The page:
In the first week of this program I compared the work of making digital scholarship to the action of creating a flower arrangement. I said that with arrangements, there is a great deal of grunt work that goes in to making a beautiful finished product, and that grunt work is often unseen. It is the end product that matters and it is for others to enjoy. I think that in many ways this stands true. I have been thinking this week especially about the public facing aspect of the digital humanities. I think that this especially changes it essentially from traditional scholarship. I’ve discussed this before in meetings and sessions, but traditional scholarship is often about allowing the maker to form themselves as a person. A liberal arts education is meant to allow experimentation and failure so that we can grow in knowledge and wisdom. This goes away a bit with digital scholarship. When you have something that must be ready to be viewed by others, you have less room for error, you have less room for experimentation, and you have less room for growth. Now, that being said, when you practice digital scholarship in an undergraduate setting, the chance for failure is a little bit more possible. This was many of our first tries in the digital field. And because of this, the pressure was slightly less to produce something perfect. Therefore, we were able to grow. Maybe not as much as we do with traditional scholarship in terms of ideas, but certainly through learning specific tools.
I think that the essential way in which my idea of digital humanities has changed since the beginning of the program is that I underestimated how much people would appreciate the work that I put into my project. When I compared it to making flower arrangements, I was thinking that people would dismiss the work that went into it because they just wanted to see it as a whole and beautiful. But everyone that I showed it to remarked that it looked like I had put so much work into it. Because everything is there and transparent, people are really able to see how much effort it took to create.
I think that I would also add now that the digital humanities are always about teaching. Because it is public facing, because you have to assume that the people who are viewing your project have never encountered the subject matter before, you must explain everything. You must have a teaching element. If you are more interested in ideas and furthering a particular premise rather than teaching, then having a digital project is probably not something that will work for you.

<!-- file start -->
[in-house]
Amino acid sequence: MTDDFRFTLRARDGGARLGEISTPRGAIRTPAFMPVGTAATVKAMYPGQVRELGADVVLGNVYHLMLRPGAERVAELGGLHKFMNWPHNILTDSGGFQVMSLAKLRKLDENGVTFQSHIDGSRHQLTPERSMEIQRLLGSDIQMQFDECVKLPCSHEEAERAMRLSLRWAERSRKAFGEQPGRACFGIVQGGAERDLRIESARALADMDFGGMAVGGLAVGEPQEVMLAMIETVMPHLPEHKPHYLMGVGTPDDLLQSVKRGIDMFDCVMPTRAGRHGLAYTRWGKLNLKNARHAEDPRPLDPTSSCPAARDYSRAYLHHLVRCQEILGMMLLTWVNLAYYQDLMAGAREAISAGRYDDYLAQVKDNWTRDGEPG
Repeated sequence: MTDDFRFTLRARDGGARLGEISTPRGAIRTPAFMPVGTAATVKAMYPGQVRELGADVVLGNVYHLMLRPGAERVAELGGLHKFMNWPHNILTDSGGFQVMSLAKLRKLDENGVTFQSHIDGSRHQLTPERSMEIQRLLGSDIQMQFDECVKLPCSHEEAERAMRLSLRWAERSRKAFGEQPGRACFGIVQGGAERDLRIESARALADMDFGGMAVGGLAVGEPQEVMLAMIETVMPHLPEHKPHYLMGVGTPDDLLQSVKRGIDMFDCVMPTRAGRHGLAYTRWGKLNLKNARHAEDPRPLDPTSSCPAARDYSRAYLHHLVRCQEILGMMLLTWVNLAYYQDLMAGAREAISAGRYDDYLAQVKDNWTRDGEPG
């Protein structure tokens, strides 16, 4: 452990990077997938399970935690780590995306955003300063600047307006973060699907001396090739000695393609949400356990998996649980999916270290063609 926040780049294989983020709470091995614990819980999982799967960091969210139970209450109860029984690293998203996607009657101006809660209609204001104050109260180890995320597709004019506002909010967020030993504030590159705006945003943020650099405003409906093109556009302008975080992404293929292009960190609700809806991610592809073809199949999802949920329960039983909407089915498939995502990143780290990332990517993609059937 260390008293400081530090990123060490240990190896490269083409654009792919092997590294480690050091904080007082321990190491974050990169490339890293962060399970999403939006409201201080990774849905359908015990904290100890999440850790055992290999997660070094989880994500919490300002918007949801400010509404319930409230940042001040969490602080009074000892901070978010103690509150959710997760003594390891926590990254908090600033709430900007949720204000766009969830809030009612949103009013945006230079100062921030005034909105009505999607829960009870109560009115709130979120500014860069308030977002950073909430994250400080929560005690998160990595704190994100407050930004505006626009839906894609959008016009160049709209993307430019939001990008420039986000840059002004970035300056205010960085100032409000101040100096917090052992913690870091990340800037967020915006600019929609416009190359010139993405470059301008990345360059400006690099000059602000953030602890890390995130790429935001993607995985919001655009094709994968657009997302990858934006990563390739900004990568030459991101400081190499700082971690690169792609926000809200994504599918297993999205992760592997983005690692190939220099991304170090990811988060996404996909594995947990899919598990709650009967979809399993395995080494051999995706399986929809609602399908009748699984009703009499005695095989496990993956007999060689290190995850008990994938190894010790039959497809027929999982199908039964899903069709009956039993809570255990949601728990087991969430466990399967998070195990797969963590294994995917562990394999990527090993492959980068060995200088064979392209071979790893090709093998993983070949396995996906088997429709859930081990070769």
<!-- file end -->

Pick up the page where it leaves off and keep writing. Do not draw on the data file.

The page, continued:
All in all, the digital humanities is a rejection of traditional scholarship in order to bring information to the public rather than keeping it in academic spheres. It comes in many forms, on many subjects. But it always tries to be revolutionary in this way.
I cannot emphasize how drastic my perspective of digital humanities changed over the course of the program. The first sentence of my summer reflections is:
“Before our conversations on the definition of digital humanities, I thought DH was a collection of information given to a person and turned into several digital format. ”
In other reflections I expand on the importance of individualizing digital humanities projects to increase learning outcomes and improve digital literacy. However, as I sit and reflect on my experience in digital humanities, I can say that I understand the discourse on properly defining DH better than I understand DH myself. That isn’t to say that I do not have a definition for DH, but I am working on creating a clear definition to encompass the contradicting aspects of DH. Cordell addresses the issue of DH being defined as a singular thing by reaffirming that it multi-faceted and unique to institutional needs. From the undergraduate perspective of DH, programs like this one appear to hand pick individual research projects that relate to Gettysburg College or can benefit a specific community on campus – which is understandable. However, the DSSF program is formatted differently from UPenn and Swathmore; these institutions assign students with pre-existing DH assignments needed by a faculty member on campus. Here I see a relationship between DH in communities near by and the DH Cordell describes in his piece.